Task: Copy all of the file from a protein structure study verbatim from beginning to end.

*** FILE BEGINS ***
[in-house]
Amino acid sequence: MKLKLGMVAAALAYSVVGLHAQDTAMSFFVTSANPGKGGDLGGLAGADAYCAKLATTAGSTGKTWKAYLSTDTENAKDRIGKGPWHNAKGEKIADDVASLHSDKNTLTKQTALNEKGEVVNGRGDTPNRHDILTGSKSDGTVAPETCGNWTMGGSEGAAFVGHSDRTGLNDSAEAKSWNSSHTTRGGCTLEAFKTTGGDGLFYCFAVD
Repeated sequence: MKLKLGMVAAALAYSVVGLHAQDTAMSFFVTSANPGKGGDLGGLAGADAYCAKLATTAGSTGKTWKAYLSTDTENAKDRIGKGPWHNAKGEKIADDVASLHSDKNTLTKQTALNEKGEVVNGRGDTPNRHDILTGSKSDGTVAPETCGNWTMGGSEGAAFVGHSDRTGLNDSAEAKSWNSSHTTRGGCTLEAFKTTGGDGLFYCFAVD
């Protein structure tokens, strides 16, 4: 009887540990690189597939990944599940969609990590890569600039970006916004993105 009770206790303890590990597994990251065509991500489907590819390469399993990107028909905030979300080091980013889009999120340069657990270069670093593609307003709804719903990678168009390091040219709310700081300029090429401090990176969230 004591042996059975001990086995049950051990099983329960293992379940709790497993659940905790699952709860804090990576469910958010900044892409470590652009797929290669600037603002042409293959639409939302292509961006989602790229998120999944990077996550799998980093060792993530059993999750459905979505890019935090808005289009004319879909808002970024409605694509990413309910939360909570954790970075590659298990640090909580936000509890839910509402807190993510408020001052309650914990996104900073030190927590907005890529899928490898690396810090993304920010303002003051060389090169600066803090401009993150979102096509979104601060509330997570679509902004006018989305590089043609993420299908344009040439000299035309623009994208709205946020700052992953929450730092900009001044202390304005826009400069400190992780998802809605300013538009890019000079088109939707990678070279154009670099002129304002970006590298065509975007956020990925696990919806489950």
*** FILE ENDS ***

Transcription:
[in-house]
Amino acid sequence: MKLKLGMVAAALAYSVVGLHAQDTAMSFFVTSANPGKGGDLGGLAGADAYCAKLATTAGSTGKTWKAYLSTDTENAKDRIGKGPWHNAKGEKIADDVASLHSDKNTLTKQTALNEKGEVVNGRGDTPNRHDILTGSKSDGTVAPETCGNWTMGGSEGAAFVGHSDRTGLNDSAEAKSWNSSHTTRGGCTLEAFKTTGGDGLFYCFAVD
Repeated sequence: MKLKLGMVAAALAYSVVGLHAQDTAMSFFVTSANPGKGGDLGGLAGADAYCAKLATTAGSTGKTWKAYLSTDTENAKDRIGKGPWHNAKGEKIADDVASLHSDKNTLTKQTALNEKGEVVNGRGDTPNRHDILTGSKSDGTVAPETCGNWTMGGSEGAAFVGHSDRTGLNDSAEAKSWNSSHTTRGGCTLEAFKTTGGDGLFYCFAVD
């Protein structure tokens, strides 16, 4: 009887540990690189597939990944599940969609990590890569600039970006916004993105 009770206790303890590990597994990251065509991500489907590819390469399993990107028909905030979300080091980013889009999120340069657990270069670093593609307003709804719903990678168009390091040219709310700081300029090429401090990176969230 004591042996059975001990086995049950051990099983329960293992379940709790497993659940905790699952709860804090990576469910958010900044892409470590652009797929290669600037603002042409293959639409939302292509961006989602790229998120999944990077996550799998980093060792993530059993999750459905979505890019935090808005289009004319879909808002970024409605694509990413309910939360909570954790970075590659298990640090909580936000509890839910509402807190993510408020001052309650914990996104900073030190927590907005890529899928490898690396810090993304920010303002003051060389090169600066803090401009993150979102096509979104601060509330997570679509902004006018989305590089043609993420299908344009040439000299035309623009994208709205946020700052992953929450730092900009001044202390304005826009400069400190992780998802809605300013538009890019000079088109939707990678070279154009670099002129304002970006590298065509975007956020990925696990919806489950």